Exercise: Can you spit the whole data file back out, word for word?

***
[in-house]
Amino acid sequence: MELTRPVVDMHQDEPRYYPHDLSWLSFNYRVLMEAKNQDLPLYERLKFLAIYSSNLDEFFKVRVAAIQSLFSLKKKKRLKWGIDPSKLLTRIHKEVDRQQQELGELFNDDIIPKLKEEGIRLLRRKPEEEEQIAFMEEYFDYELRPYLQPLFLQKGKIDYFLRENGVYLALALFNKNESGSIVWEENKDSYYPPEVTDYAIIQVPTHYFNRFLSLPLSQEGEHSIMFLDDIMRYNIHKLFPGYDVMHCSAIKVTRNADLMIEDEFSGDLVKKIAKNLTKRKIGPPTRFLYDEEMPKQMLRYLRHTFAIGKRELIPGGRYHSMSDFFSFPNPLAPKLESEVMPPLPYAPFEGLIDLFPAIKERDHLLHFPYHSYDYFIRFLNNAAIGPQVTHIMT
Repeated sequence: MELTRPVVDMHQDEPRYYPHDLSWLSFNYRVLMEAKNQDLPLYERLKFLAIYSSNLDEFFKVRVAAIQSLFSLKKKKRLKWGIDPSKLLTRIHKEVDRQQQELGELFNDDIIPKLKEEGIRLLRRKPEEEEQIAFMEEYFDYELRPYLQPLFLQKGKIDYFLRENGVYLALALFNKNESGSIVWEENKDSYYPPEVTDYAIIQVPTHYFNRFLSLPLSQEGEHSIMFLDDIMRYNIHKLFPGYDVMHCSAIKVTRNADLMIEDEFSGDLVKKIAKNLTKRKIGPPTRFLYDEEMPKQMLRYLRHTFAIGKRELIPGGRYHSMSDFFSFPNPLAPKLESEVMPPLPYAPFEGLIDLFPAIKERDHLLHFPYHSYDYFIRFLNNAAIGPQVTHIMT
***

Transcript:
[in-house]
Amino acid sequence: MELTRPVVDMHQDEPRYYPHDLSWLSFNYRVLMEAKNQDLPLYERLKFLAIYSSNLDEFFKVRVAAIQSLFSLKKKKRLKWGIDPSKLLTRIHKEVDRQQQELGELFNDDIIPKLKEEGIRLLRRKPEEEEQIAFMEEYFDYELRPYLQPLFLQKGKIDYFLRENGVYLALALFNKNESGSIVWEENKDSYYPPEVTDYAIIQVPTHYFNRFLSLPLSQEGEHSIMFLDDIMRYNIHKLFPGYDVMHCSAIKVTRNADLMIEDEFSGDLVKKIAKNLTKRKIGPPTRFLYDEEMPKQMLRYLRHTFAIGKRELIPGGRYHSMSDFFSFPNPLAPKLESEVMPPLPYAPFEGLIDLFPAIKERDHLLHFPYHSYDYFIRFLNNAAIGPQVTHIMT
Repeated sequence: MELTRPVVDMHQDEPRYYPHDLSWLSFNYRVLMEAKNQDLPLYERLKFLAIYSSNLDEFFKVRVAAIQSLFSLKKKKRLKWGIDPSKLLTRIHKEVDRQQQELGELFNDDIIPKLKEEGIRLLRRKPEEEEQIAFMEEYFDYELRPYLQPLFLQKGKIDYFLRENGVYLALALFNKNESGSIVWEENKDSYYPPEVTDYAIIQVPTHYFNRFLSLPLSQEGEHSIMFLDDIMRYNIHKLFPGYDVMHCSAIKVTRNADLMIEDEFSGDLVKKIAKNLTKRKIGPPTRFLYDEEMPKQMLRYLRHTFAIGKRELIPGGRYHSMSDFFSFPNPLAPKLESEVMPPLPYAPFEGLIDLFPAIKERDHLLHFPYHSYDYFIRFLNNAAIGPQVTHIMT